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I am hiring a graphic designer to illustrate my bikini designs in Adobe Illustrator or any alternative software that works for them, so I can send the digital designs to manufacturers to produce the physical product.

What do I need to provide my graphic designer with, so they can accurately recreate my print designs?

Do I just simply send them photos of my amateur designs? Do I need to send them exact life size measurements? Do I implicate the wiring and certain details of the bikinis? Do they need color schemes if I want them in color, do they need to illustrate the same bikini in all 4 different sizes from XS-L?

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    If you're paying them as a professional graphic designer, expect them to tell you what they need. It's ok to sound amateur, that's what you're paying them to remedy! :) – Chris W. Feb 2 '17 at 17:25
  • More is usually better too. I usually tell people to just send me what they have, and I'll sift through it. It's a process, there should be good back and forth from them and you anyway. – GoofyMonkey Feb 3 '17 at 15:35
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For the production specifications you should provide your designer with descriptions, photos and sketches if you have them, along with flat patterns for every size, specific measurements for each size, material indications (where the wire goes, how thick the hems are, how long the ties are etc.), in short All the info the clothing manufacturers will need to produce them.

If you don't have the flat patterns your designer may be able to create them from the specifications but you should not expect them to make usable production templates without all the material and size information. If you have finished bikinis you should send those to your designer so they can take apart the seams, lay them flat, measure everything and draw them up to scale.

Once you have working templates for each size you can indicate different color patterns to the manufacturers.

If you leave any aspects of design up to the production people than it may come out wrong.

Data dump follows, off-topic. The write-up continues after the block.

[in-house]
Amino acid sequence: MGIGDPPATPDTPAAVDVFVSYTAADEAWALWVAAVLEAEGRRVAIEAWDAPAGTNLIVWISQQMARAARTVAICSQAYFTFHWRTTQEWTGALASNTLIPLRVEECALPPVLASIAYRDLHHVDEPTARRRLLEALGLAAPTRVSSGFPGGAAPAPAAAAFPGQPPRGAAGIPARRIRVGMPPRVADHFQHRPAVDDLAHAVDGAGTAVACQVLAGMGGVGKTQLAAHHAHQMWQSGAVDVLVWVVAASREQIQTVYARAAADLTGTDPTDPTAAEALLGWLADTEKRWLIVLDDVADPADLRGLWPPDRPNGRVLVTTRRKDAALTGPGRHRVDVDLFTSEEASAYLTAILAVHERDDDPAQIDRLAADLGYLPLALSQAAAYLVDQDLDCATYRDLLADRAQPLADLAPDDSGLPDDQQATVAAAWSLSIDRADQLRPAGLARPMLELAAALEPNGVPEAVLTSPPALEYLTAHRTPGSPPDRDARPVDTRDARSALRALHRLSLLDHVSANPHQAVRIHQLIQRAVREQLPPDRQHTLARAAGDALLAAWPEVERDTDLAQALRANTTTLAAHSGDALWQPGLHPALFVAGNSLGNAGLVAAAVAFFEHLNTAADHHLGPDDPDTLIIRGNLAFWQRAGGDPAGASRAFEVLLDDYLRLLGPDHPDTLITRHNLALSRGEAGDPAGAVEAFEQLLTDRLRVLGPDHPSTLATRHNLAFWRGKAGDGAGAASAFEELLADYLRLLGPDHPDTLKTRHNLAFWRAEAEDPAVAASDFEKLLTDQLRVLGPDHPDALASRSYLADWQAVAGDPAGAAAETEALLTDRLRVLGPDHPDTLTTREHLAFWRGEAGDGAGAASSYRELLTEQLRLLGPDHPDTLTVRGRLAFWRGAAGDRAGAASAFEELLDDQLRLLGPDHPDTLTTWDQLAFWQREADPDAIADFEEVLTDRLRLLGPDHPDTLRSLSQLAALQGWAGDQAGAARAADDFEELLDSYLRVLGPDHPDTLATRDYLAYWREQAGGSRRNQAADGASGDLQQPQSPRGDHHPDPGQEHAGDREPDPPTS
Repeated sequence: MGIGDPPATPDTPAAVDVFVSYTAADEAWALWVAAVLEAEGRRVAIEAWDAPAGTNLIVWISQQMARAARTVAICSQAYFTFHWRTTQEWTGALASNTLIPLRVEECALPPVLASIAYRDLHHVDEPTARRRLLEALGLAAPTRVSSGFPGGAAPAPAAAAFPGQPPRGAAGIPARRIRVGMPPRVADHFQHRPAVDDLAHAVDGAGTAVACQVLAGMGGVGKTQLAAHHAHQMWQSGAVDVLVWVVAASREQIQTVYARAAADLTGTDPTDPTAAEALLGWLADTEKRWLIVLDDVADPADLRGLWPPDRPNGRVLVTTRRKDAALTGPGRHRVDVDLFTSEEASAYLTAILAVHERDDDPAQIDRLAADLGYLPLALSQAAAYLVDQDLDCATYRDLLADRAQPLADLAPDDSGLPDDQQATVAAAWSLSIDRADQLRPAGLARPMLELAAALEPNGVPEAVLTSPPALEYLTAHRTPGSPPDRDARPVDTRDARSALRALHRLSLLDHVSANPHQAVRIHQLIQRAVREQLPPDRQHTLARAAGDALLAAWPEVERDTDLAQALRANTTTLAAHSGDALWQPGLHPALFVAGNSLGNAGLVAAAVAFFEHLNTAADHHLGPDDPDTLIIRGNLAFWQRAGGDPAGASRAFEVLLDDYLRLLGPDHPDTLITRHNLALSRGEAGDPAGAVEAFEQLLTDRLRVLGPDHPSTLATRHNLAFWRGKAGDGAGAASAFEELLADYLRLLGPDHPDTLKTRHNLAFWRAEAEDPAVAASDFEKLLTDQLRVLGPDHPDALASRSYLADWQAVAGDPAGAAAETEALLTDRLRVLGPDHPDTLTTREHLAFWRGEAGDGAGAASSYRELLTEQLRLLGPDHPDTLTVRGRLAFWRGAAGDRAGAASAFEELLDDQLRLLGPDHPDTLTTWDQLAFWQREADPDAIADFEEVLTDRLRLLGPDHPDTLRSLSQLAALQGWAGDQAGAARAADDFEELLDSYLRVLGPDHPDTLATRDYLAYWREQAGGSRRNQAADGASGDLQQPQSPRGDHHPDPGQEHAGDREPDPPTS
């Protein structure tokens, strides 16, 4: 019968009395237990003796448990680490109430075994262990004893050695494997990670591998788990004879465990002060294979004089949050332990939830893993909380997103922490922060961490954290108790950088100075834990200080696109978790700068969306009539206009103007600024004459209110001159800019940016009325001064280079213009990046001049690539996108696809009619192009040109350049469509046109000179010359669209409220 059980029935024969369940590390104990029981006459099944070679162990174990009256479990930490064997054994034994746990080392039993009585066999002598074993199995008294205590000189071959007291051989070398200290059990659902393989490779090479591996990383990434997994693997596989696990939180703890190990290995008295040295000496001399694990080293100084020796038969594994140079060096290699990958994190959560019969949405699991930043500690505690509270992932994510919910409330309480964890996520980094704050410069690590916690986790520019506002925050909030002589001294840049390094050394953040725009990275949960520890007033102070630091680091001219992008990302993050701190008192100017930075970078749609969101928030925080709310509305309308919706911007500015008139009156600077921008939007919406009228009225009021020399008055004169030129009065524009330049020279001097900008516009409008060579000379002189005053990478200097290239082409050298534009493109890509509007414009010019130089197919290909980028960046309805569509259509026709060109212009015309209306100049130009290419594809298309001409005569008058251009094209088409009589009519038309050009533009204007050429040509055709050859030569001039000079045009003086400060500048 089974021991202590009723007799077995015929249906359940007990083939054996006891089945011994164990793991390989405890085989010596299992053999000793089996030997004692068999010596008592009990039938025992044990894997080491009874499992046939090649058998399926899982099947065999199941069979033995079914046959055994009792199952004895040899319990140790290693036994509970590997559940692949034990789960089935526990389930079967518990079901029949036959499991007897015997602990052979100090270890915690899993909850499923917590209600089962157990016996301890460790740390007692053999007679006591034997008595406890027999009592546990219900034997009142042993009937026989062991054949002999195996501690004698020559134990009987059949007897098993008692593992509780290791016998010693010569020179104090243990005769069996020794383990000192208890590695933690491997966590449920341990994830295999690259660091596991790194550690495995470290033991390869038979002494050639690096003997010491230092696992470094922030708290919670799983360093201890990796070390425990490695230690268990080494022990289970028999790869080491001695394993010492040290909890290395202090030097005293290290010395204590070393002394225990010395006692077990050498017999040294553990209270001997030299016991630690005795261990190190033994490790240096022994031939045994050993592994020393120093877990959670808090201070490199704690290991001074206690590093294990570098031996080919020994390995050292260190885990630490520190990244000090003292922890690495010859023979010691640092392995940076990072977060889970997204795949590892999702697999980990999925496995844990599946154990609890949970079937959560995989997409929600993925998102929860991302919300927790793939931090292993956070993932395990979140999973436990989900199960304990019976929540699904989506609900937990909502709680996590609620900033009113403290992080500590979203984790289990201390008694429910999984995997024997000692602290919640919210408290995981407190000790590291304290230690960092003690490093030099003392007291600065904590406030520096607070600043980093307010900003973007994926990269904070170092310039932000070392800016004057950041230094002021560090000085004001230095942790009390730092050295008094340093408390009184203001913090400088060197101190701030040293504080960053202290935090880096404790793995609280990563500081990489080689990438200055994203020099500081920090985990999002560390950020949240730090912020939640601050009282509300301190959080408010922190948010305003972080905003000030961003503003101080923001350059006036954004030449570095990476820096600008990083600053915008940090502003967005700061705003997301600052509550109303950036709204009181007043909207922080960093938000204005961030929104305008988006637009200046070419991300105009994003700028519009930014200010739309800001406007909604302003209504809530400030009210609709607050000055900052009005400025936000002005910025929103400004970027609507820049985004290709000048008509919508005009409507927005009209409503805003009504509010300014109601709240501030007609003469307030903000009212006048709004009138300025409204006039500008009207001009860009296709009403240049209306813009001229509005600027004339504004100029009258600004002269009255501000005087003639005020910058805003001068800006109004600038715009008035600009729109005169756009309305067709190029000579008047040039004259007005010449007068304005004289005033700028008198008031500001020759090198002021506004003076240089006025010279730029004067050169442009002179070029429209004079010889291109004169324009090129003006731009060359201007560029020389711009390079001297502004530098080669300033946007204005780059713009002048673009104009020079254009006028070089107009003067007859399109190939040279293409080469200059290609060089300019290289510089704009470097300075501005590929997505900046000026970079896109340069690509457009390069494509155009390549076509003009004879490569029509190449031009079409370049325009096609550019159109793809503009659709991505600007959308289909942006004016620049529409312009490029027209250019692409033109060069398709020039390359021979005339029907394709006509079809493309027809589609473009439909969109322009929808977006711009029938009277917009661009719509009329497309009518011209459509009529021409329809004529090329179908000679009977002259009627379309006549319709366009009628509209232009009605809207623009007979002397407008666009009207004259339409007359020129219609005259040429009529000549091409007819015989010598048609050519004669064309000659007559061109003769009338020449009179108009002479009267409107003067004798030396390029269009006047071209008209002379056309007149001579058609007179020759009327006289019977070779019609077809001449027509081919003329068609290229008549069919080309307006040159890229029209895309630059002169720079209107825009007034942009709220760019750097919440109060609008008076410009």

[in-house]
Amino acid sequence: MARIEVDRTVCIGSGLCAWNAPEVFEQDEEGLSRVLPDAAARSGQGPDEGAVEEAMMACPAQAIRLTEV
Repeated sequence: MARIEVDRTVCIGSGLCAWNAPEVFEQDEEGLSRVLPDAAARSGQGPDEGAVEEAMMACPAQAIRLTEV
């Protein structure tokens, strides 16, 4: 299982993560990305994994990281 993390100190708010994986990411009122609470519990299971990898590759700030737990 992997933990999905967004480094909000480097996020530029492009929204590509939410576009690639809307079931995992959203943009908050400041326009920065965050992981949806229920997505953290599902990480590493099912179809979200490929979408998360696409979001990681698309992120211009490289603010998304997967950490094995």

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Actually it's all mix. You might need to give them rough sketches/designs along with estimated measurements. Because there are 4 different sizes, you can't tell them exactly to make drawing on exactly same what you tell them. This will bound your designer's creative skills. Let them draw in their way but with your only guidelines. So they could produce illustrations living within the boundaries but still with free room.

There is still no any hard and fast rule to set in that way. you simply provide them photos of your amateur designs with estimated sizes for S, M, L, XL etc. and required angles to get a preview.

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  • This is not useful to the poster because production requires very specific information. If you're designing clothes and need a graphics person to translate your designs into production specs than you need very specific information about every piece of the garment. – Webster Feb 3 '17 at 3:04
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Your designer and your printer should be able to guide you through this:

  • an apparel production company will probably have their own technical specs and/or sizing templates they can provide you with for each size (XS, S, M, L, etc). Starting without these could probably force your designer to re-adjust the artwork at a later stage.
  • your designer should see your current artwork (drawings, sketches, photos, etc) and tell you what other material should be needed to complete the processing of these. You should expect a few rounds of revisions to get the designs close to what you need.
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  • This answer is not specific to garment production. Leaving it to the apparel production company to use their own template for bikinis is not designing. – Webster Feb 3 '17 at 3:00
  • Why not. What I meant was a sizing or cut-out template. You can't just assume what the exact measurement are for XS, S, M, L, etc. These are probably standardized and you need to follow some guidelines when designing the artwork - cdn.shopify.com/s/files/1/0052/4432/files/IMG_3611.JPG – Lucian Feb 3 '17 at 6:05
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Tee shirt printing and graphically you need to have following

copyright images Trademark content writer good graphic combinations

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